2. Transfer of a gene into a different organism can improve production efficiency and minimize purification of the product
        3. Numerous vectors are available for transfer of genes
      5. Modification of gene expression
        1. Can involve modifying gene regulation to overproduce a product
        2. Pathway architecture and metabolic pathway engineering-intentional alteration of pathways by inactivating or deregulating specific genes
        3. Metabolic control engineering-intentional alteration of controls for synthesis of a product
      6. Natural genetic engineering-employs forced evolution and adaptive mutations; specific environmental stresses are used to force microorganism to mutate and adapt, this creates microorganism with new biological capabilities
    3. Preservation of microorganisms-strain stability is of concern; methods that provide this stability are lyophilization (freeze-drying) and storage in liquid nitrogen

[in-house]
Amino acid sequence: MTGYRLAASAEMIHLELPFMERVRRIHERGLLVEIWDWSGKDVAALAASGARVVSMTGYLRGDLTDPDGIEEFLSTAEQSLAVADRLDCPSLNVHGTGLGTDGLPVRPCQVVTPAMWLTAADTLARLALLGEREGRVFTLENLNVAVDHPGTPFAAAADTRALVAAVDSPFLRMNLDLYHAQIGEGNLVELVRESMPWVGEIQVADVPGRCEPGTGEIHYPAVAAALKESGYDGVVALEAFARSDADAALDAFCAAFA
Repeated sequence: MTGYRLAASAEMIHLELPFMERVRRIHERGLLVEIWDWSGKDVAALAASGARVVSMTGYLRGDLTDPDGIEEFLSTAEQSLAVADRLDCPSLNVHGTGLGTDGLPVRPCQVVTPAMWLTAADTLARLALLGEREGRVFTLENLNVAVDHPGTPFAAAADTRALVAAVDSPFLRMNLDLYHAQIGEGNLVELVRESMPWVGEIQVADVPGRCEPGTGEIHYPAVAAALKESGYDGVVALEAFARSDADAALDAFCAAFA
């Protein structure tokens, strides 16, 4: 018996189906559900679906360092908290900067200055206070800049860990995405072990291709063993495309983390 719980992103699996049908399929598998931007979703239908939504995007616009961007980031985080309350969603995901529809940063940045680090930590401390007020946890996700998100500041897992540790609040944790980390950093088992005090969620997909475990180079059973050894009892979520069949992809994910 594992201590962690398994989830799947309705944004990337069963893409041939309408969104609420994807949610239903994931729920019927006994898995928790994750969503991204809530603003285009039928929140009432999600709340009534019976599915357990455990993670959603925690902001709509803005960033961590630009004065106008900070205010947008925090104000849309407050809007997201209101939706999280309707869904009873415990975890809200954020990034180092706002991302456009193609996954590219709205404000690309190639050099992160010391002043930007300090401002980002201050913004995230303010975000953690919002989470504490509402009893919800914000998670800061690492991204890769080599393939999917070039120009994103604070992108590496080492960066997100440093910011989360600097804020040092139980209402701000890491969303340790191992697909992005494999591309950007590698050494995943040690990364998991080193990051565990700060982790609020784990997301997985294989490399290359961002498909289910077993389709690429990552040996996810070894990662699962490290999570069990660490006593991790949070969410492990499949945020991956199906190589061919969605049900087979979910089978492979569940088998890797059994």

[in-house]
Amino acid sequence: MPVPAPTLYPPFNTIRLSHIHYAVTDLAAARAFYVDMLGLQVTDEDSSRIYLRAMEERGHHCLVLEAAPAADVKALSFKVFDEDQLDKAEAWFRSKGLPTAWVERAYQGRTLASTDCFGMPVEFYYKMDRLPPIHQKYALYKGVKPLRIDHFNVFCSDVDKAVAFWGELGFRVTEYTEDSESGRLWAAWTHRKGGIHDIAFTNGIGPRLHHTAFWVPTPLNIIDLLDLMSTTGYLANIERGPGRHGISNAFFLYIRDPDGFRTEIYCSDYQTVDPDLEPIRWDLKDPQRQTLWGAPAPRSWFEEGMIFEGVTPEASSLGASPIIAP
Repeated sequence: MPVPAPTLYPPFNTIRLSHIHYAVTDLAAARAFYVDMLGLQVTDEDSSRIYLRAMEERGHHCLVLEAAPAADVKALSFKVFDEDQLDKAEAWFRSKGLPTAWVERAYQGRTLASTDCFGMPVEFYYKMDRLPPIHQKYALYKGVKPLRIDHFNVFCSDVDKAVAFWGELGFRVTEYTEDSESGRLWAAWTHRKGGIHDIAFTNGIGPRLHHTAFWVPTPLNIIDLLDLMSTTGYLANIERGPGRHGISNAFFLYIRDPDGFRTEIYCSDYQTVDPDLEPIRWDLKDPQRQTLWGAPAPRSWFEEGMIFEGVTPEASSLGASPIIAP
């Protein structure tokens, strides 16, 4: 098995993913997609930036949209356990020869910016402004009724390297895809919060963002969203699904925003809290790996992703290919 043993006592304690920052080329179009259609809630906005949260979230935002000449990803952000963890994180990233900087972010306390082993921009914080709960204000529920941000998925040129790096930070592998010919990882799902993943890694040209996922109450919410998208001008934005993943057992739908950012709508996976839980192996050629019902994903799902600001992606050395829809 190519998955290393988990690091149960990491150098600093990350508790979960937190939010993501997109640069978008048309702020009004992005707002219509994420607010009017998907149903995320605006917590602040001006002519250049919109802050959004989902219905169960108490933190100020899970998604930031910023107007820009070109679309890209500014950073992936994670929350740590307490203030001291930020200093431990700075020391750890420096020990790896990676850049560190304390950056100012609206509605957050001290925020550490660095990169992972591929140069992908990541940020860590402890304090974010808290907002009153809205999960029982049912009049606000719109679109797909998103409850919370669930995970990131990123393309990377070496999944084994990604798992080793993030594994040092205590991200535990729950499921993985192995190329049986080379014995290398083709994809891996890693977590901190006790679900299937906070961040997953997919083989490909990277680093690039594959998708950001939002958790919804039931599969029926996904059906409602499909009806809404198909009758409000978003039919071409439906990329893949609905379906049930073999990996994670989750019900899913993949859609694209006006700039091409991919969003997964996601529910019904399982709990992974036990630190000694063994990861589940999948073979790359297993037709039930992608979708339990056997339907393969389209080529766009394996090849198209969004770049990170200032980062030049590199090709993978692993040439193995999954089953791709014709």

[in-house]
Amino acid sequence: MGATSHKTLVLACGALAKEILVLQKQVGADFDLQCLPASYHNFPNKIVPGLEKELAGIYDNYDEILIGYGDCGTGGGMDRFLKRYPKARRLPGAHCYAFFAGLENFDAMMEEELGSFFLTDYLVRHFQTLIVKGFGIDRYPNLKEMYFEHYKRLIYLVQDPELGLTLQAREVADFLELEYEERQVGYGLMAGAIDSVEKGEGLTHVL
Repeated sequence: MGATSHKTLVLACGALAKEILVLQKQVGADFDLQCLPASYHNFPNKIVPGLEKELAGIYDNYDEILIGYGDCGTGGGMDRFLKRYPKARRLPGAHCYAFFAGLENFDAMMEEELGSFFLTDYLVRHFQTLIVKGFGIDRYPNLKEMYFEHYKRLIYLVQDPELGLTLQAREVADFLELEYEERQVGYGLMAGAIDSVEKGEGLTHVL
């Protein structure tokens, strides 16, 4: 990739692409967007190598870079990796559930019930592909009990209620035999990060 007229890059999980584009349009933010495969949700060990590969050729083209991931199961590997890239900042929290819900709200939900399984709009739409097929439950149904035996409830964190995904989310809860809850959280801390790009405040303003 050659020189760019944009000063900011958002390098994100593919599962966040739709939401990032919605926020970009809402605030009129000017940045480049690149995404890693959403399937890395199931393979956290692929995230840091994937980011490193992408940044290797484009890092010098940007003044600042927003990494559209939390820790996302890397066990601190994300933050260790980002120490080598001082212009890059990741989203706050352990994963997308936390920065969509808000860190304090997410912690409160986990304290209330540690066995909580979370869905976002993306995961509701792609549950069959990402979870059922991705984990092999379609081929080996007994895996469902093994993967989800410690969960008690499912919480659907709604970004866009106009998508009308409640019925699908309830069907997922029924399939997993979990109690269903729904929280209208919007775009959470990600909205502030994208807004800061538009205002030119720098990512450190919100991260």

3. Microorganism Growth in Controlled Envrironments
    1. The term fermentation is primarily used by industrial microbiologists to refer to the mass culture of microorganisms; the term has many other meanings to other microbiologists (table 42.7)
    2. Medium development
      1. Low-cost crude materials are frequently used as sources of carbon, nitrogen, and phosphorus; these include crude plant hydrolysates, whey from cheese processing, molasses, and by-products of beer and whiskey processing
      2. The balance of minerals (especially iron) and growth factors may be critical; it may be desirable to supply some critical nutrient in limiting amounts to cause a programmed shift from growth to production of desired metabolites
    3. Growth of microorganisms in an industrial setting